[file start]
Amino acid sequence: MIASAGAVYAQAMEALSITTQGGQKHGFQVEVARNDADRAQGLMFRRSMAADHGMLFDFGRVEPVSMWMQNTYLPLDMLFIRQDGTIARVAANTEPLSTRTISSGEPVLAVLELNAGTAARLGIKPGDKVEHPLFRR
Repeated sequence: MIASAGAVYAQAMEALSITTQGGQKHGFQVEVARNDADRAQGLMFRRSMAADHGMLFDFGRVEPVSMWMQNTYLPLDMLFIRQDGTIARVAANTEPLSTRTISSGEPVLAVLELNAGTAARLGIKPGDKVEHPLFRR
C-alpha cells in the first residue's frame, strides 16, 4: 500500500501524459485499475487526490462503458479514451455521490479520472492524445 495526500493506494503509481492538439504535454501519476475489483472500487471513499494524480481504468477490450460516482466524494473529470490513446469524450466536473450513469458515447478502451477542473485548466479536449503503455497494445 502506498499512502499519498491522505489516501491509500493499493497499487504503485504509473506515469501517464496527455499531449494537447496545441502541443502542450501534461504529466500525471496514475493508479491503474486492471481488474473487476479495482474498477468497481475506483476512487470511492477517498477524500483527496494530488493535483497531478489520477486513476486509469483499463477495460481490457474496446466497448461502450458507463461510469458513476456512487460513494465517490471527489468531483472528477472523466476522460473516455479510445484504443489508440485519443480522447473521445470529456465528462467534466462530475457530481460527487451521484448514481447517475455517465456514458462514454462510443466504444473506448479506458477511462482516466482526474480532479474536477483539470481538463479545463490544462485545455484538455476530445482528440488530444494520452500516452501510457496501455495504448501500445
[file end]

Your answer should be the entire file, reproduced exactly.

Amino acid sequence: MIASAGAVYAQAMEALSITTQGGQKHGFQVEVARNDADRAQGLMFRRSMAADHGMLFDFGRVEPVSMWMQNTYLPLDMLFIRQDGTIARVAANTEPLSTRTISSGEPVLAVLELNAGTAARLGIKPGDKVEHPLFRR
Repeated sequence: MIASAGAVYAQAMEALSITTQGGQKHGFQVEVARNDADRAQGLMFRRSMAADHGMLFDFGRVEPVSMWMQNTYLPLDMLFIRQDGTIARVAANTEPLSTRTISSGEPVLAVLELNAGTAARLGIKPGDKVEHPLFRR
C-alpha cells in the first residue's frame, strides 16, 4: 500500500501524459485499475487526490462503458479514451455521490479520472492524445 495526500493506494503509481492538439504535454501519476475489483472500487471513499494524480481504468477490450460516482466524494473529470490513446469524450466536473450513469458515447478502451477542473485548466479536449503503455497494445 502506498499512502499519498491522505489516501491509500493499493497499487504503485504509473506515469501517464496527455499531449494537447496545441502541443502542450501534461504529466500525471496514475493508479491503474486492471481488474473487476479495482474498477468497481475506483476512487470511492477517498477524500483527496494530488493535483497531478489520477486513476486509469483499463477495460481490457474496446466497448461502450458507463461510469458513476456512487460513494465517490471527489468531483472528477472523466476522460473516455479510445484504443489508440485519443480522447473521445470529456465528462467534466462530475457530481460527487451521484448514481447517475455517465456514458462514454462510443466504444473506448479506458477511462482516466482526474480532479474536477483539470481538463479545463490544462485545455484538455476530445482528440488530444494520452500516452501510457496501455495504448501500445